Some RVers use their RVs for tailgating and traveling with their favorite sports team. Having an RV in these situations means having a kitchen, bathroom, and bedroom readily available.
RVing Is Roughing It
If you buy into the myth that RVing is roughing it, you haven’t seen the RVs on the market these days. Some RVs are practically mini-condos on wheels, offering tremendous space, comfort, and luxury features.
You can find many RVs with multiple TVs, bedrooms, and bathrooms. Some RVers live more luxuriously and comfortably than homeowners, with homes that cost multiple times more than an RV. While some people live in an RV like Cousin Eddie, that’s not the case in many RV parks and campgrounds.
You Need a Commercial Driver’s License
A commercial driver’s license is for someone driving commercially. While some states require drivers to have a special endorsement if their vehicle and trailer are over a particular length or weight, it’s only a select few. Luckily, these laws only apply if you’re registering your vehicle in one of the 12 states with restrictions.
Many RVers quickly discover that all they need to do is sign on the dotted line, and they can hitch up and hit the road. There is no special training or test that you must pass to start towing or driving an RV. While this makes it highly convenient, it’s also frightening to know that some people hauling massive RVs have little to no experience.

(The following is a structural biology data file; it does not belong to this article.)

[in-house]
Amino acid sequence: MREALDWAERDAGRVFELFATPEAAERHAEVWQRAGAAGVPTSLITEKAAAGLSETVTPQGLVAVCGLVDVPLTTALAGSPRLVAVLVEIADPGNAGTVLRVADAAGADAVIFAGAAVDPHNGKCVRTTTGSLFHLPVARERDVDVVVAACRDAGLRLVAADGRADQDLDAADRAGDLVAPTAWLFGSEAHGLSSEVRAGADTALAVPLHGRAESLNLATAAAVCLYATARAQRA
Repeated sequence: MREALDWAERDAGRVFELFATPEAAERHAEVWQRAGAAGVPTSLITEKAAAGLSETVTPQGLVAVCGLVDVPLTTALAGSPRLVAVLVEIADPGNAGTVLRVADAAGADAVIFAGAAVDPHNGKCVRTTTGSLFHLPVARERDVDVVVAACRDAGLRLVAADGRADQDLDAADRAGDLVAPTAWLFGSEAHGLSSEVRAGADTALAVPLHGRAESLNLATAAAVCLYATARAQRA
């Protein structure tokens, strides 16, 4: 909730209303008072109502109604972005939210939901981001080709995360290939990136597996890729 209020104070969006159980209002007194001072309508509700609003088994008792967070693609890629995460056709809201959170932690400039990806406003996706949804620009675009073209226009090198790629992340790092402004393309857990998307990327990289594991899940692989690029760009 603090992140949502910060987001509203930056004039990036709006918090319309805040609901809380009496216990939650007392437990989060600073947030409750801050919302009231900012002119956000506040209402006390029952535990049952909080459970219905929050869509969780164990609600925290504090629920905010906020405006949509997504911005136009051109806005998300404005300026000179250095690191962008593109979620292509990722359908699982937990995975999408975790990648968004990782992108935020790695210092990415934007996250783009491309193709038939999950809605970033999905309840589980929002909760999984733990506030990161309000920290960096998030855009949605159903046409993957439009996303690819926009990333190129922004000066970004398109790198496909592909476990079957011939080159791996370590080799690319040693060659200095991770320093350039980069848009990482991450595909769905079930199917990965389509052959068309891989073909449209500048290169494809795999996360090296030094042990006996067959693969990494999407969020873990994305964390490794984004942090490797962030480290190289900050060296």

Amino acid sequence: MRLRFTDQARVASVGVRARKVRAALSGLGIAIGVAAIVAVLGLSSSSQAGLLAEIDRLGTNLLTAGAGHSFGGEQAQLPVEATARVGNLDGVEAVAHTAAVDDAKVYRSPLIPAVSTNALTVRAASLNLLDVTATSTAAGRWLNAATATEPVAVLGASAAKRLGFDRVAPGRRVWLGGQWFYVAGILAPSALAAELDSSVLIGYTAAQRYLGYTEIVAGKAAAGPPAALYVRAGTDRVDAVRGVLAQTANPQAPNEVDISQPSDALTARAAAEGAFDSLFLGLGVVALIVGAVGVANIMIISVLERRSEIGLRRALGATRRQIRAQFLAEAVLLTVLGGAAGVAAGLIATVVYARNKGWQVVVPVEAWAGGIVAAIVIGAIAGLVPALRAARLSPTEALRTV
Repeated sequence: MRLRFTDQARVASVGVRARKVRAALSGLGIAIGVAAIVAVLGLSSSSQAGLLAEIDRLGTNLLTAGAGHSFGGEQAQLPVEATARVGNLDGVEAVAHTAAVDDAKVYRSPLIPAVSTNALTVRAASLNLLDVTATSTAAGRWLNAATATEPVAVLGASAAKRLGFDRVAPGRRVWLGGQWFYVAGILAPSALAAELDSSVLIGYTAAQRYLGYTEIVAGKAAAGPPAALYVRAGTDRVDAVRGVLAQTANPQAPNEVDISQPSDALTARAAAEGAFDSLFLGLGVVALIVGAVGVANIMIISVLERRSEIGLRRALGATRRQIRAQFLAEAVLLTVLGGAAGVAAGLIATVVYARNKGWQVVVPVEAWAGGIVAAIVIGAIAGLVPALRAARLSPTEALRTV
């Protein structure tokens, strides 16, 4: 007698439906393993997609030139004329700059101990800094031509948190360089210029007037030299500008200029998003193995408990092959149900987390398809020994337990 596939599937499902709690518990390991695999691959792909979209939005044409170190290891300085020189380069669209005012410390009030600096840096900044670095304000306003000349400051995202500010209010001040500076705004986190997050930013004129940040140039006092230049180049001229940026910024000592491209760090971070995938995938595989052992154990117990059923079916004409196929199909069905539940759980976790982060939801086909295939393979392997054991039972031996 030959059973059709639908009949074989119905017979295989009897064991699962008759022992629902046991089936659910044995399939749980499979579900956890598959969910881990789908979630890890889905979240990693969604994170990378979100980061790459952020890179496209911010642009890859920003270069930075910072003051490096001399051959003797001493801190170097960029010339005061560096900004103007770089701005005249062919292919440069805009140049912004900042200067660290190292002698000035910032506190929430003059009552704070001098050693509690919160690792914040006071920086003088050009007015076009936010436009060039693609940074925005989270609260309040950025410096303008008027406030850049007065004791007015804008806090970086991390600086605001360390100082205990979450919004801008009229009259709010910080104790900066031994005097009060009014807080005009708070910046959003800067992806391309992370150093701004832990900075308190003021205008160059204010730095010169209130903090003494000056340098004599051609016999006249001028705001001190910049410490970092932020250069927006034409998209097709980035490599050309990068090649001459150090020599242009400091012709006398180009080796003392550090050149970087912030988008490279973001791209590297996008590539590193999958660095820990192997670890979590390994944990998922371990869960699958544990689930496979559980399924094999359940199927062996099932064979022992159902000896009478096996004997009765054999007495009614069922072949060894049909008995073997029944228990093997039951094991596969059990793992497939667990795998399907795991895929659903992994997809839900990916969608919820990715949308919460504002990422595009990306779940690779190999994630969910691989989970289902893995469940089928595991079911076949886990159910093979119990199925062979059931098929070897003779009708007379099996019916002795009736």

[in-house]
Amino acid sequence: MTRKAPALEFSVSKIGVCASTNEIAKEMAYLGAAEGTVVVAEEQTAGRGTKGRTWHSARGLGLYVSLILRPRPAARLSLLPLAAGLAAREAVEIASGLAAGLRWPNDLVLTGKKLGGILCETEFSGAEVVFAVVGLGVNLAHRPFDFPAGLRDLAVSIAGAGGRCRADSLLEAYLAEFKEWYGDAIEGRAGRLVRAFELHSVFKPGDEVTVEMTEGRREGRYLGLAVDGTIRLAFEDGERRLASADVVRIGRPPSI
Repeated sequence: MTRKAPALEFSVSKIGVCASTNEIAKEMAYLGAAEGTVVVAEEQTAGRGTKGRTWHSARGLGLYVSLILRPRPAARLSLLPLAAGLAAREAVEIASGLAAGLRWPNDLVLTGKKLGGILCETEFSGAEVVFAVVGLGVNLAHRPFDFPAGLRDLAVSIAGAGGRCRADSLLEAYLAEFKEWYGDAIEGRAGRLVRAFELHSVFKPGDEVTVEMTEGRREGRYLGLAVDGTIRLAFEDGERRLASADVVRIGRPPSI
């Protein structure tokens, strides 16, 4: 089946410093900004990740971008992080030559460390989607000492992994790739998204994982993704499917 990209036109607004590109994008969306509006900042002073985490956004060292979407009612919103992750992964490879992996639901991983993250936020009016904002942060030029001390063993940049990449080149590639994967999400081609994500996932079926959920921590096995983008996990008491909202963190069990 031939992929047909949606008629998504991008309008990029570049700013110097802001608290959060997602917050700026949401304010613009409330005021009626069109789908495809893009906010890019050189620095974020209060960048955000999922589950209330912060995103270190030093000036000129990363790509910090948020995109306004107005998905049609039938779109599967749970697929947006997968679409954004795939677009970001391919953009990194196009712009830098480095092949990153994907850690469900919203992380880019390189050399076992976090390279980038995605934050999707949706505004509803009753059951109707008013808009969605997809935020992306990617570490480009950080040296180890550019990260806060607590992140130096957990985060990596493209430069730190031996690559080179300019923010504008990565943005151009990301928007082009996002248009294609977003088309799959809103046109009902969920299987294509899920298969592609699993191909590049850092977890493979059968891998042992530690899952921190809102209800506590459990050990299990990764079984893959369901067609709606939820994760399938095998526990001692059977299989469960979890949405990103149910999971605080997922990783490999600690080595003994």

RVing Is Expensive
While RVing can be expensive, it doesn’t have to be costly. When you do it correctly, RVing can allow you to save a high amount of money. However, if you’re not careful, you can spend substantially more than living in a sticks-and-bricks house.
Boondocking, staying in state parks, and taking advantage of long-term stay discounts can be excellent ways to save money. If you plan to stay in luxurious RV parks and move constantly, you will likely pay thousands of dollars monthly in camping fees and fuel.
In addition to camping fees and fuel, you must consider how much you’ll spend on food and activities. Unless you have ample money sitting in the bank, you likely won’t eat out as often as you’d like or do every touristy activity. Thankfully, visiting national parks and hiking are inexpensive and provide a good bang for your buck.
Pro Tip: You can save money while RVing by spending the night at one of these Top 20 Free Camping Sites in America.
Buying a New RV Means Less Maintenance
Spending six figures on a brand-new RV doesn’t mean things won’t break or need maintenance. If you follow the manufacturer’s maintenance schedule, you will be doing maintenance at least every month on your rig.